An analysis of every video posted by high-subscriber channels in the first week of 2019 finds that children’s content – as well as content featuring children – received more views than other videos
(Photo by Rafael Henrique/SOPA Images/LightRocket via Getty Images)
The media landscape was upended more than a decade ago when the video-sharing site YouTube was launched. The volume and variety of content posted on the site is staggering. The site’s popularity makes it a launchpad for performers, businesses and commentators on every conceivable subject. And like many platforms in the modern digital ecosystem, YouTube has in recent years become a flashpoint in ongoing debates over issues such as online harassment, misinformation and the impact of technology on children.
Amid this growing focus, and in an effort to continue demystifying the content of this popular source of information, Pew Research Center used its own custom mapping technique to assemble a list of popular YouTube channels (those with at least 250,000 subscribers) that existed as of late 2018, then conducted a large-scale analysis of the videos those channels produced in the first week of 2019. The Center identified a total of 43,770 of these high-subscriber channels using a process similar to the one used in our study of the YouTube recommendation algorithm. This data collection produced a variety of insights into the nature of content on the platform:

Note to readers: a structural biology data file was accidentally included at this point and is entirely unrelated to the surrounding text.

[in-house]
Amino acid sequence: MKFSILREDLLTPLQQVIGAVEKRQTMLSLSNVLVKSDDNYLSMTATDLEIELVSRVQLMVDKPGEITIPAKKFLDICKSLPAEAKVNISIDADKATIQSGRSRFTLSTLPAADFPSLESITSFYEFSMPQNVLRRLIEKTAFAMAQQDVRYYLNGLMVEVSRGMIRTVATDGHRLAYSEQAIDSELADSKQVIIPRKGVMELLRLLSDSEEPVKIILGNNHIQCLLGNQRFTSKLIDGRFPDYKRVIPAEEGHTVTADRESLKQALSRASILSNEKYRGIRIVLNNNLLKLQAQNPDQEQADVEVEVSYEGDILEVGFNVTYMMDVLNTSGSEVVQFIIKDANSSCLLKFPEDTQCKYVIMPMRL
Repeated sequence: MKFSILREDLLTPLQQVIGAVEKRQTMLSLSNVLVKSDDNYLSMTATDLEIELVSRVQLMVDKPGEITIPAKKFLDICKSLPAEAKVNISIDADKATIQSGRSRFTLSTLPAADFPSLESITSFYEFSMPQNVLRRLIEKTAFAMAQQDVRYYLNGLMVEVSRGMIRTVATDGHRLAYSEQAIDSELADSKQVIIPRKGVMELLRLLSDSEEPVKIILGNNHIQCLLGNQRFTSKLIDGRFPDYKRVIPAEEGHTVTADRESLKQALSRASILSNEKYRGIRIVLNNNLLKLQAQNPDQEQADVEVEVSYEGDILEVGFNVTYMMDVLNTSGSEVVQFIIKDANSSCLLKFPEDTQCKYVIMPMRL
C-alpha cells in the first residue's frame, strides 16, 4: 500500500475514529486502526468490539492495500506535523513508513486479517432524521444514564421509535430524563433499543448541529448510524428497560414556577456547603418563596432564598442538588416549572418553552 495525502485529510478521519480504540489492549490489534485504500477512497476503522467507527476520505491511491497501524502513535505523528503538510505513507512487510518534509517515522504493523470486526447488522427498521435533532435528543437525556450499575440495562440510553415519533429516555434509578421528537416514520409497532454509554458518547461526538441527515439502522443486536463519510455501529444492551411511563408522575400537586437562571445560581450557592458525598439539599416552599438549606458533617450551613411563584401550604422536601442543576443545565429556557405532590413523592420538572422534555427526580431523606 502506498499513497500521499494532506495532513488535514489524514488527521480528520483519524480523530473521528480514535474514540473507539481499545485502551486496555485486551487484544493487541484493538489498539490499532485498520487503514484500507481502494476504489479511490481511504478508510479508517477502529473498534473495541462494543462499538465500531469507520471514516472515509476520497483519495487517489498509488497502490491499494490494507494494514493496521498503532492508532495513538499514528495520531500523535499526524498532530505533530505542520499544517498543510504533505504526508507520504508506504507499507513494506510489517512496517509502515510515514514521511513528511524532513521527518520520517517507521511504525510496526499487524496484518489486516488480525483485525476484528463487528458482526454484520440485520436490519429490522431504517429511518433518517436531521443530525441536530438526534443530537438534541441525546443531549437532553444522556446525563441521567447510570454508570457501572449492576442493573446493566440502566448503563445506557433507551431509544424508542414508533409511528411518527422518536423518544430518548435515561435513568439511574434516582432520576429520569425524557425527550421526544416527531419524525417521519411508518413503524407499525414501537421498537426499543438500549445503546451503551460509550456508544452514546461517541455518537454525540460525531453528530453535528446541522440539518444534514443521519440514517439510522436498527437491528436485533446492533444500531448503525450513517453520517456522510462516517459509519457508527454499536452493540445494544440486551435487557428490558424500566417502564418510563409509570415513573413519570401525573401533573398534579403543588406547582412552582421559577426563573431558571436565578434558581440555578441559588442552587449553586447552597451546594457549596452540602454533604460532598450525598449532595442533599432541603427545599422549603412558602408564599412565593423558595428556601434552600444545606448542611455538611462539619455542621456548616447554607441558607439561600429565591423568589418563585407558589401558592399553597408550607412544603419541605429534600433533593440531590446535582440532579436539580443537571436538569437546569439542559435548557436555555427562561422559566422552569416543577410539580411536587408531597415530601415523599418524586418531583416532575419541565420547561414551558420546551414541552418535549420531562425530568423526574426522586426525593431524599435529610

The YouTube ecosystem produces a vast quantity of content. These popular channels alone posted nearly a quarter-million videos in the first seven days
Read more here: https://www.pewinternet.org/2019/07/25/a-week-in-the-life-of-popular-youtube-channels/%20